Bonnie Spares Most Carolina Homes
WRIGHTSVILLE BEACH, N.C. (AP) _ Dr. William Salling pulled up the last of the nails and pried off the plywood he had put over his living room windows as protection against Hurricane Bonnie.
``We need the sunlight,″ the dentist said.
Bonnie _ a storm the size of Texas _ had spared his waterfront home. It was only grazed by a 100-year-old magnolia that fell next door.
``We’ve been lucky because we’ve had a hat trick of hurricanes″ since 1996, Salling said, referring to Bertha and Fran. ``I was thinking, `Why us?′ Why not us? We’re better at it than anybody else.″
As Thursday dawned, residents of the southeastern North Carolina coast were amazed to find Bonnie had done little more than blow away a couple of roofs, swamp a few boats and knock down a bunch of trees. About 1 million people were without power for a couple of days, but they all survived.
``It was a nasty, long, stinking trip, I’ll tell you,″ Jim Ryan, a vacationing retiree from East Liverpool, Ohio, said, struggling to hold onto his umbrella as the remnants of Bonnie blew through. ``Fran only stayed about five hours, but she did a bigger job overall.″
A neighbor’s tree snapped in two and punched two holes in the roof of Marla Hubbard’s leaf-covered mobile home. The social worker returned just long enough Thursday to empty the cooler and wastebasket she set out to catch water from the two holes in her roof.
``I don’t feel bad,″ said Ms. Hubbard, who gathered a few supplies and made sure her cat had enough food and litter. ``I feel it could have been a lot worse.″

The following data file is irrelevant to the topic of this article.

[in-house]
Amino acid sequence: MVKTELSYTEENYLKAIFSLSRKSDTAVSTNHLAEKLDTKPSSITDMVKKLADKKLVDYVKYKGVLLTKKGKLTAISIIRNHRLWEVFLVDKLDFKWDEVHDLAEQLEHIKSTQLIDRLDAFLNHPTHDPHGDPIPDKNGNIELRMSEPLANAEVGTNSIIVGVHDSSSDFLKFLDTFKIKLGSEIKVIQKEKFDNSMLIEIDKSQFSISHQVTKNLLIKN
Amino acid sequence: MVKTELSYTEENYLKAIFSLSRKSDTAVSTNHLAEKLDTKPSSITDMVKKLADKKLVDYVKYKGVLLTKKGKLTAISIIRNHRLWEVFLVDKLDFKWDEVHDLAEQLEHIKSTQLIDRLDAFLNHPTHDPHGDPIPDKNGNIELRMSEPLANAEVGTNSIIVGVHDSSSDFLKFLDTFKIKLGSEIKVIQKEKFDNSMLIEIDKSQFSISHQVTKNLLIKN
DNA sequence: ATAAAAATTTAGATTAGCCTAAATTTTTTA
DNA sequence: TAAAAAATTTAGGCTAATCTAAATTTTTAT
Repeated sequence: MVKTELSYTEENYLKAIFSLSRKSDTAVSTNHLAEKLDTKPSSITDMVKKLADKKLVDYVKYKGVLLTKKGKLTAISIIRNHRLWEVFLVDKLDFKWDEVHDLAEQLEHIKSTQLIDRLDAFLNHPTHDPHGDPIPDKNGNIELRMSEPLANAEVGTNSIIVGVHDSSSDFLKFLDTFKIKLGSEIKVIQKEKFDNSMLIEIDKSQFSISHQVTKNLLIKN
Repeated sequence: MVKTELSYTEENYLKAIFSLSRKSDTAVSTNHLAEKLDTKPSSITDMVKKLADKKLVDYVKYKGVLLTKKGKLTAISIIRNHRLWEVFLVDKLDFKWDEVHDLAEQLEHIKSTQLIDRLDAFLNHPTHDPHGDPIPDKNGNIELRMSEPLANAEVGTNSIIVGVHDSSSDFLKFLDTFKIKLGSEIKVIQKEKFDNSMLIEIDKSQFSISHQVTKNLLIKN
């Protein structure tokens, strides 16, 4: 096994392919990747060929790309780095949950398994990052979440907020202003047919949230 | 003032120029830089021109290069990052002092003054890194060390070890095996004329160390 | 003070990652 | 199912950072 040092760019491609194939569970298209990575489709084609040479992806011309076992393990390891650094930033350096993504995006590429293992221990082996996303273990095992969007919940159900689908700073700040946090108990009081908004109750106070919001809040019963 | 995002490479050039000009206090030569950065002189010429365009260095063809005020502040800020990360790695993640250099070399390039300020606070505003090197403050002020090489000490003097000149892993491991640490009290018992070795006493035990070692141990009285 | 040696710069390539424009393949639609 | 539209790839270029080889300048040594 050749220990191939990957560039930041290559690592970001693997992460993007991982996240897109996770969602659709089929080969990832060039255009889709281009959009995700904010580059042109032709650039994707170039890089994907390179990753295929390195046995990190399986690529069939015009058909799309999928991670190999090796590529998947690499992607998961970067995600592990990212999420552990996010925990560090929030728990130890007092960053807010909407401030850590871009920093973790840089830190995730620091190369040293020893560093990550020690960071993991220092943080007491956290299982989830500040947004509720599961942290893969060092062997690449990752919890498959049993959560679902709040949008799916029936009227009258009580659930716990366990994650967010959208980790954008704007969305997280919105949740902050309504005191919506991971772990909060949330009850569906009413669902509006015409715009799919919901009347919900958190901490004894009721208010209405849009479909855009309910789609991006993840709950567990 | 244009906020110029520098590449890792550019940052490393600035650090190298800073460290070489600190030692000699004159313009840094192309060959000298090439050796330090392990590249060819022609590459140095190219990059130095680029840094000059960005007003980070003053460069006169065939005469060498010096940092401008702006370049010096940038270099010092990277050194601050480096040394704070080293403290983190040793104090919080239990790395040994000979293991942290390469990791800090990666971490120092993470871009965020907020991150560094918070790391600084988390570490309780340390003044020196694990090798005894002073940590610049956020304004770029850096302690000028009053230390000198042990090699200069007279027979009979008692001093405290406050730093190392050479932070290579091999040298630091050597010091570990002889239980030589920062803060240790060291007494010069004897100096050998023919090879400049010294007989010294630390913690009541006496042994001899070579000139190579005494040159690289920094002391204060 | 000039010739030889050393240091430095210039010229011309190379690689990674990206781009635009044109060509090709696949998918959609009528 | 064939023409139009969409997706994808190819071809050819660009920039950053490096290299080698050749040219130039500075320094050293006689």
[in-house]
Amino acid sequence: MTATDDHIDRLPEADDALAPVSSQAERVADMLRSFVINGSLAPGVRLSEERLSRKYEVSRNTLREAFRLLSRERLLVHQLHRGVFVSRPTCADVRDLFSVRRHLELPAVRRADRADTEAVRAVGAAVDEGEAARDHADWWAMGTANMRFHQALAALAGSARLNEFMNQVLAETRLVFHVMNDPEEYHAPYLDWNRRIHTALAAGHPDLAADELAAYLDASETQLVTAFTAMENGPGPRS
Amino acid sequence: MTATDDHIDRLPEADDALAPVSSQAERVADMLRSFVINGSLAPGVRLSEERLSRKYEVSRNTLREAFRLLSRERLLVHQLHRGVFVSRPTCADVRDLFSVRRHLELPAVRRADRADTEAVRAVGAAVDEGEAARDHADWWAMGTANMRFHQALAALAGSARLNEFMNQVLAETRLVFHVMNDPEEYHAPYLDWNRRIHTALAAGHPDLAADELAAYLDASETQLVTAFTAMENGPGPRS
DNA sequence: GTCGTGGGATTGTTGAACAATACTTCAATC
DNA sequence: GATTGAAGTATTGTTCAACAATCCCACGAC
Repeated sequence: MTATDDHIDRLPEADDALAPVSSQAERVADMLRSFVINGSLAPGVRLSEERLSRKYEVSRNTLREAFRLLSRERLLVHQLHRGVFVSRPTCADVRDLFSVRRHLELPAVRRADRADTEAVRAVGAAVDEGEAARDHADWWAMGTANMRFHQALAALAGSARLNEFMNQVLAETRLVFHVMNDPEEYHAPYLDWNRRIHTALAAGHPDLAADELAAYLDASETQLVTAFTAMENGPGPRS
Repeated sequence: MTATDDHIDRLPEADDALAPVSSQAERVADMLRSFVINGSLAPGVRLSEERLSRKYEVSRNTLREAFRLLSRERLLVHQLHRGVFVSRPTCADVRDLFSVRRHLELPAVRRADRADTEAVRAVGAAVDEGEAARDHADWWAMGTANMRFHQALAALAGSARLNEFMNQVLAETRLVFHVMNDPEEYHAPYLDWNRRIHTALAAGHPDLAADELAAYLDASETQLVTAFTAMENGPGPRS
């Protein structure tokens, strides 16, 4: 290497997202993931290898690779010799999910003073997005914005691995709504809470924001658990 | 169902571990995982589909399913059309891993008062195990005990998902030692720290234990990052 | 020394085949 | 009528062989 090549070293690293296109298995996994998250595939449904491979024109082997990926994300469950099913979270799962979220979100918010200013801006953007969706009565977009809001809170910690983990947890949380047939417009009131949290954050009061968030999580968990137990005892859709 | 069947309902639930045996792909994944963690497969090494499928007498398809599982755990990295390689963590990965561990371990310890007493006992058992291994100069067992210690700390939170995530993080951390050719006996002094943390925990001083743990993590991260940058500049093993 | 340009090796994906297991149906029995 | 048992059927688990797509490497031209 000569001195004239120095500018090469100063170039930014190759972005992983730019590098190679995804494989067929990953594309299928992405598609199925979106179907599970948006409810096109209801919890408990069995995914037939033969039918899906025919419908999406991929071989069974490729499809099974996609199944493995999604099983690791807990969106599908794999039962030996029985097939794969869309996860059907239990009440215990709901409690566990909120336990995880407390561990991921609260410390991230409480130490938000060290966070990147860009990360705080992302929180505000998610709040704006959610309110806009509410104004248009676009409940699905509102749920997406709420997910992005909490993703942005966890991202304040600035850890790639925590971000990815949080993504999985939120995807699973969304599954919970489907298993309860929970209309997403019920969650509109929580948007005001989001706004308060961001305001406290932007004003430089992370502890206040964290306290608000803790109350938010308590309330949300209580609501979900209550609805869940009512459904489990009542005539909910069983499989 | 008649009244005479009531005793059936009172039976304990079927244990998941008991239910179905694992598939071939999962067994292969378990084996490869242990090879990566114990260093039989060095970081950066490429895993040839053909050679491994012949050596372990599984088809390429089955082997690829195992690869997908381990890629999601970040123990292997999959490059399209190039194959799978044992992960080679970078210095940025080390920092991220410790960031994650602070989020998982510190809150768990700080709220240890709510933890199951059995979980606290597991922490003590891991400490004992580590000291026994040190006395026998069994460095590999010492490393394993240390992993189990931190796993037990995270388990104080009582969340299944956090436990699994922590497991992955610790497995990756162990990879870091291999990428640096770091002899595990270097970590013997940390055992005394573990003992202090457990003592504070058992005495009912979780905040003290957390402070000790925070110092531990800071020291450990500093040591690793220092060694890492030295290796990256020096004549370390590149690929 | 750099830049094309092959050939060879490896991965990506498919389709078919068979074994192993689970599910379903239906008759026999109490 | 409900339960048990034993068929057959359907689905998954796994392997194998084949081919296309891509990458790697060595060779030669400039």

Ralph Freeman, who lives in a fourth-floor condo along the Intracoastal Waterway at Carolina Beach, watched Wednesday as the tide gently lifted a 27-foot boat _ still tied to its dock _ and deposited it alongside his compound’s swimming pool. Afterward, he went out to inspect his oceanfront seafood restaurant.
``The wind blew that sand so hard, it sandblasted all the stain off two sides of it,″ said Freeman, who had just replaced the wood siding two months ago. ``All in all the island came through really good. We’re as lucky as we can be.″
The storm blew out a wall of windows at a Wilmington high school and ripped off part of a Brunswick County hospital. But most other damage was superficial.
``It’s totally unreal, especially as big as this hurricane was and as long as it hung around Brunswick County,″ said Cecil Logan, spokesman for the county’s disaster services. ``I thought after Bertha and Fran our luck had run out, but we dodged it.″
Even the Shell Island Resort hotel, which many thought would fall into the ocean after Fran struck Wrightsville Beach, sustained only minor damage _ a two-story section of stucco tore away. Assistant Town Manager Ed Taylor credited a $1.5 million project that pumped 900,000 cubic yards of sand onto the oceanside beaches this spring.
``This was a savior,″ he said. ``It was an obvious success.″
The biggest chore for most people Thursday was finding someplace to get a hot meal.
There was a 45-minute wait at a Krispy Kreme doughnut shop in Wilmington.
``We’ve been looking for about an hour for someplace to get something to eat,″ said Don Haines, whose house in the Myrtle Grove area had no power. ``The line for coffee is four times the doughnut line, so we just decided we’ll get doughnuts and do the best we can _ drink warm water, I guess.″